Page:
Big drum invade Neuse River this month

drum
Ralph Brummitt of Kenansville, N.C., landed this big drum last summer in the Neuse River while fishing with guide Glenn Grigg. (Picture by Glenn Grigg)

Old drum deserve lots of attention this month

Often weighing 50 pounds or more, mature redfish spawn in North Carolina’s Pamlico Sound during late summer and fall, spreading across the nation’s second-largest estuary. Only the Chesapeake Bay covers more acreage.

This month, anglers will be chasing these red drum from the mile-wide mouth of the Neuse River to New Bern.

Guide Glenn Grigg of Merrimon, a small town near Beaufort, moved from Siler City 8 years ago and discovered fishing for these “old” drum.

Fortunately, it was about that time that popping-cork rigs were becoming popular for hooking up with these Neuse River beasts. Previously, soaking chunk baits on the bottom was the main tactic. And that often involved long stretches of waiting for bites.

“I look for old drum from Brant (Island) Shoals to New Bern,” said Grigg, 40, owner of Back Creek Guide Service (252-515-2971). “I start catching them in late July when they start busting bait balls.”

Just after safe light, Grigg will cruise to known hotspots, scan the river’s surface for signs of feeding fish or check his sonar for bait balls. Once he locates baits or redfish, he’ll move close enough for clients to cast popping corks or topwater lures.

Grigg uses medium-heavy, 7-foot St. Croix spinning rods and 4500 Series Penn Slammer reels spooled with 30-pound braid and a 20- to 30-inch leader of 40-pound fluorocarbon. When he uses a popping cork, he ties braid and fluorocarbon leaders to each cork, then a 1/4- to 3/8-ounce jighead to the leader with the hook inside a 5- to 7-inch Z-Man plastic grub.

“I love gold-and-black glitter Z-Man paddletails or jerk shads,” Grigg said. “They look like menhaden. At times, I switch to green and chartreuse colors.”

Best redfish spots include oyster beds

“Some of the old-timers gave me charts that show oyster reefs,” he said. “You can buy state maps that show (man-made) oyster reefs. They hauled a lot of rocks and put them in the river.”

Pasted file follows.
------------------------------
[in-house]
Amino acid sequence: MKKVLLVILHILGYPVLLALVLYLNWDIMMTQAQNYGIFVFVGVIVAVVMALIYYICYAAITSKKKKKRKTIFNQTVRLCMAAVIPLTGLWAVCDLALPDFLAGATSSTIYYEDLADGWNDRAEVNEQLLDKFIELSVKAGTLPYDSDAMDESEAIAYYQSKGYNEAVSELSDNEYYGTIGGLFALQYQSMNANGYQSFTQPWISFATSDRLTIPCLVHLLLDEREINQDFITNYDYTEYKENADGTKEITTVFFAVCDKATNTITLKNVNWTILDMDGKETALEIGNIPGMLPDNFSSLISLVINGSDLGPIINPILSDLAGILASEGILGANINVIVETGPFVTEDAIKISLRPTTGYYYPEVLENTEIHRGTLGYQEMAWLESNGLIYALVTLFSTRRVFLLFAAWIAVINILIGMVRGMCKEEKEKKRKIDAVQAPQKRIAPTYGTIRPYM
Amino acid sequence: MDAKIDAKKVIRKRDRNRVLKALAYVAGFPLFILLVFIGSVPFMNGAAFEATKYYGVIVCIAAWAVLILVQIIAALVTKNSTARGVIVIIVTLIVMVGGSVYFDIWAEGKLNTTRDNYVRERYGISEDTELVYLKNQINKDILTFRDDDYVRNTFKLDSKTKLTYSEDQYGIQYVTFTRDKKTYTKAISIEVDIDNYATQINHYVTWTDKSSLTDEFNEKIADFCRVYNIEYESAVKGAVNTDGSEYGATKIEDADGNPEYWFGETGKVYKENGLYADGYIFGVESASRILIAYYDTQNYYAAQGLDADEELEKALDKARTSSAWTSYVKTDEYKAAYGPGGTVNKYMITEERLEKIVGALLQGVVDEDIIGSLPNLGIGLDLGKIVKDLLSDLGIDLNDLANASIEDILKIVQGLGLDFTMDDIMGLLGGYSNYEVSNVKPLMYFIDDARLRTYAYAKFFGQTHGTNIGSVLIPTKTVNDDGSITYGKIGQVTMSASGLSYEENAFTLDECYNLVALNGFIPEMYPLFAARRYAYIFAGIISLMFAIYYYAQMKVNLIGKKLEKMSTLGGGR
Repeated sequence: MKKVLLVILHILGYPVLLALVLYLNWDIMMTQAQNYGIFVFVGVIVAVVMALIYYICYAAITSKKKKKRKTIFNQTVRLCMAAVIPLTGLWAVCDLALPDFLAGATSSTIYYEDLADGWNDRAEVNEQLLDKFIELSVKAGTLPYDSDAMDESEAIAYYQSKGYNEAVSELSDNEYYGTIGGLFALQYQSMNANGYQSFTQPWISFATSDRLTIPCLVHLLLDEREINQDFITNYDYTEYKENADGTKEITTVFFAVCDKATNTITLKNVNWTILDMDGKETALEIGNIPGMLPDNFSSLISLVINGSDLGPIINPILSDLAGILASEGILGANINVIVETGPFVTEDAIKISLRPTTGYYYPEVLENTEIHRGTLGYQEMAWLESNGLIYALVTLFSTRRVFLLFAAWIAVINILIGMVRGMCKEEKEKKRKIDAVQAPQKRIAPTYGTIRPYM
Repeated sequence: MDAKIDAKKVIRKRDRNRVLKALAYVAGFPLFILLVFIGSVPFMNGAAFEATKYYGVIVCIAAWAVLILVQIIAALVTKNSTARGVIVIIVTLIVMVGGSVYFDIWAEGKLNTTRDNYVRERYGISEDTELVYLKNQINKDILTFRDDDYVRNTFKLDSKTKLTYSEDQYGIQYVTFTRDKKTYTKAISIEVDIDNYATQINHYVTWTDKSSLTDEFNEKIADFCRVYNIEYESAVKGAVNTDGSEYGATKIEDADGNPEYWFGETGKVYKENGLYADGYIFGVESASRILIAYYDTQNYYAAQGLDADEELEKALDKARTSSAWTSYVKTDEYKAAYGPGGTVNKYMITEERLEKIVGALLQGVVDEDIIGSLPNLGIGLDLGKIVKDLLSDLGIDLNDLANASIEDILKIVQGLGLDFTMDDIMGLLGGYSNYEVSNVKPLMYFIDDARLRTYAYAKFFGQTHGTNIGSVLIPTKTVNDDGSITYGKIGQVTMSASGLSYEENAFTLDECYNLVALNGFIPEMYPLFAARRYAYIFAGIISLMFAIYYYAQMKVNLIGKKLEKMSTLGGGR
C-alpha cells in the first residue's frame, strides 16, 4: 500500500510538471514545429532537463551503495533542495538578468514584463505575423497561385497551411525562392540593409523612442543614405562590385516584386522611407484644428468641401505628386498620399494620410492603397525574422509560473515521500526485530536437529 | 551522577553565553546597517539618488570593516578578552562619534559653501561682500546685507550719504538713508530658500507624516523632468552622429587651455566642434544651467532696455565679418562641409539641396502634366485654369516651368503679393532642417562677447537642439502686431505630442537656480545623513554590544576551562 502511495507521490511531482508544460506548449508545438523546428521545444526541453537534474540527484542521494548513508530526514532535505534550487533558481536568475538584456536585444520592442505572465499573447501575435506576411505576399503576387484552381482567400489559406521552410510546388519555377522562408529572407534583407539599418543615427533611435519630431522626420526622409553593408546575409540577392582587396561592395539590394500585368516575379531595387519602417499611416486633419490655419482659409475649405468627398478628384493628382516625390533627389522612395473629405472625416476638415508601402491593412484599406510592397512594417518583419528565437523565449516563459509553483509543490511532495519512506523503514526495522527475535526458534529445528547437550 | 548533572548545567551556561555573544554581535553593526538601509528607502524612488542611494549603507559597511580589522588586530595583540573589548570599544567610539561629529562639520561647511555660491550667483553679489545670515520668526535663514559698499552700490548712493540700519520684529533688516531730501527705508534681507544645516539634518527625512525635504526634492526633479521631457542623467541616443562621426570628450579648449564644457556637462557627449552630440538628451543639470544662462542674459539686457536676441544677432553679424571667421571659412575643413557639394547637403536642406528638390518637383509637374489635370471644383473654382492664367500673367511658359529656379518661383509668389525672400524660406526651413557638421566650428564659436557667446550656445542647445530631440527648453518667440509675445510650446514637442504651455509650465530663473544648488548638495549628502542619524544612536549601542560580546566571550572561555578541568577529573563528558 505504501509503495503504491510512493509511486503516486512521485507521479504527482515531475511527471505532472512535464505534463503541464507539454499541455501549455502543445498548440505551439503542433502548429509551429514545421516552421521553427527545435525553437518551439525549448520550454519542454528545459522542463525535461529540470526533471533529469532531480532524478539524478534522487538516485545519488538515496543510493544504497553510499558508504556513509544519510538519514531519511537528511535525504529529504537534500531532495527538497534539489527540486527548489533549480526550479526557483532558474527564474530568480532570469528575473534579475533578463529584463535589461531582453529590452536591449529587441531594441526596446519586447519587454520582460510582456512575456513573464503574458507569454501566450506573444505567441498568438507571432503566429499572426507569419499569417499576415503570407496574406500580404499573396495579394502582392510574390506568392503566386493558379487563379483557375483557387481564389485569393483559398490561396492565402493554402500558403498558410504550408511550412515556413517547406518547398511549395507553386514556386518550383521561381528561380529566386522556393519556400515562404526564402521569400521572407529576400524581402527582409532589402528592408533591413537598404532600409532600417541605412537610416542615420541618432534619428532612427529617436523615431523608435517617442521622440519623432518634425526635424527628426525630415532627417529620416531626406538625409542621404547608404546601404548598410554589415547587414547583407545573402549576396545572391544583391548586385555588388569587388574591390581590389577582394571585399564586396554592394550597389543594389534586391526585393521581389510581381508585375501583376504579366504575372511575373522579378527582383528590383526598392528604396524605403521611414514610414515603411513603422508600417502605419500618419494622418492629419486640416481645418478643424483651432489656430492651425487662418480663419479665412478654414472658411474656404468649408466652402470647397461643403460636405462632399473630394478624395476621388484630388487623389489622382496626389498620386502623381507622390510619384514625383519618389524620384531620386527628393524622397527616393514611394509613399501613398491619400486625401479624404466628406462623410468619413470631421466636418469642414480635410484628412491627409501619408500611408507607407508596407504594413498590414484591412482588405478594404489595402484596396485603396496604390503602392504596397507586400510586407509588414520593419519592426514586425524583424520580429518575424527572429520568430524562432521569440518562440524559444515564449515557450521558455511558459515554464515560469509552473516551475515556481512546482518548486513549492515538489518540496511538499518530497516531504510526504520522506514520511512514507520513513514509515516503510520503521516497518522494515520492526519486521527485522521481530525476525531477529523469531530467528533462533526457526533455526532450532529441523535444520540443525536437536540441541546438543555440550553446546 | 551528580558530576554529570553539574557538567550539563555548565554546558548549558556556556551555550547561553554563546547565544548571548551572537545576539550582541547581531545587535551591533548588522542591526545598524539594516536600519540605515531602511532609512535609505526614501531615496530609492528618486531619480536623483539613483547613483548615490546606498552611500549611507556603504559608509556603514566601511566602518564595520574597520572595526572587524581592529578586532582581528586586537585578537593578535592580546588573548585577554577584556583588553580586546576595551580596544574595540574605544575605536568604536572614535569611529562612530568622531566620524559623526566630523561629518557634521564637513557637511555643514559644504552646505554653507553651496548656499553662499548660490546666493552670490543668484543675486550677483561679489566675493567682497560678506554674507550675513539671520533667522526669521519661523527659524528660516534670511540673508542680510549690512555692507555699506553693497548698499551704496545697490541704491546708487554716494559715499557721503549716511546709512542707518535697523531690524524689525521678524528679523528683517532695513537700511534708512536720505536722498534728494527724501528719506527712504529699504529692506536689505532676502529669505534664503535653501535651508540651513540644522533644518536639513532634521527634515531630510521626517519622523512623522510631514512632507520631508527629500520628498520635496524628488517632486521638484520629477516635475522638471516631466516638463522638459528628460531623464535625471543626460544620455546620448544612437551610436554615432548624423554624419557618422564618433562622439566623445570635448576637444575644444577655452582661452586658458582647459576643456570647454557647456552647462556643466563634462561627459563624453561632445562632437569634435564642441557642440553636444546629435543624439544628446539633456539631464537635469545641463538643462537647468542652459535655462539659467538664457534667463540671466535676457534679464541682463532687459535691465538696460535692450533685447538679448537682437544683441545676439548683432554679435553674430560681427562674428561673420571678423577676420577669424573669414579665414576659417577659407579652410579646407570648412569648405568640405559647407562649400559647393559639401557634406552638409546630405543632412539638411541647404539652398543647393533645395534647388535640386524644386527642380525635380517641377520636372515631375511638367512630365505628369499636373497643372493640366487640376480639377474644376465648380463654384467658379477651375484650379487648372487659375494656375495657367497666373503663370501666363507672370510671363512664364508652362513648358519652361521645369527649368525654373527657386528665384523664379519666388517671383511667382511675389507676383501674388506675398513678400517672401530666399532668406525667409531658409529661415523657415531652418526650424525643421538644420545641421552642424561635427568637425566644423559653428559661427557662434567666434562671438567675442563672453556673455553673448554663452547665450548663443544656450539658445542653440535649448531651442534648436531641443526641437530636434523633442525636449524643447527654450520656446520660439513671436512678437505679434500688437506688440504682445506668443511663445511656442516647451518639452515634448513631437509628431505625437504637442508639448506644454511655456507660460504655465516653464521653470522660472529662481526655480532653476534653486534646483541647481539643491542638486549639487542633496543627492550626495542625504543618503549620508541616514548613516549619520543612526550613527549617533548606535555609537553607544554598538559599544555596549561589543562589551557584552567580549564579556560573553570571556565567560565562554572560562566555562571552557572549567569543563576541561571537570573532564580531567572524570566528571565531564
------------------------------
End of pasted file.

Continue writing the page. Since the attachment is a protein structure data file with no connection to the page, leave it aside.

Red drum love menhaden, mullets and crabs.

“When I find bait balls, customers throw (popping corks) at the outside edges, pop it once, wait 10 to 30 seconds and pop it again,” Grigg said.

His favorite topwater lure is an Australian-made Halco lure, a RoostaPopper. It’s a 7- to 8-inch, hard stickbait that catches large bluefish, Spanish and king mackerel; anglers can cast them long distances.

A large drum may require 30 minutes or longer to land. It’s a pump-and-reel game with the fish often exhausting anglers. Old drum have big shoulders.

“With the slot limit (18 to 27 inches in N.C.), old drum have to be released,” Grigg said. “It’s important to wet your hands so you don’t remove slime from scales, use a fish grip in his jaws and support his belly with the other hand or your thighs. Then take pictures and quickly release a drum (into the water). And never hold an old drum vertically.”

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About Craig Holt 1340 Articles
Craig Holt of Snow Camp has been an outdoor writer for almost 40 years, working for several newspapers, then serving as managing editor for North Carolina Sportsman and South Carolina Sportsman before becoming a full-time free-lancer in 2009.

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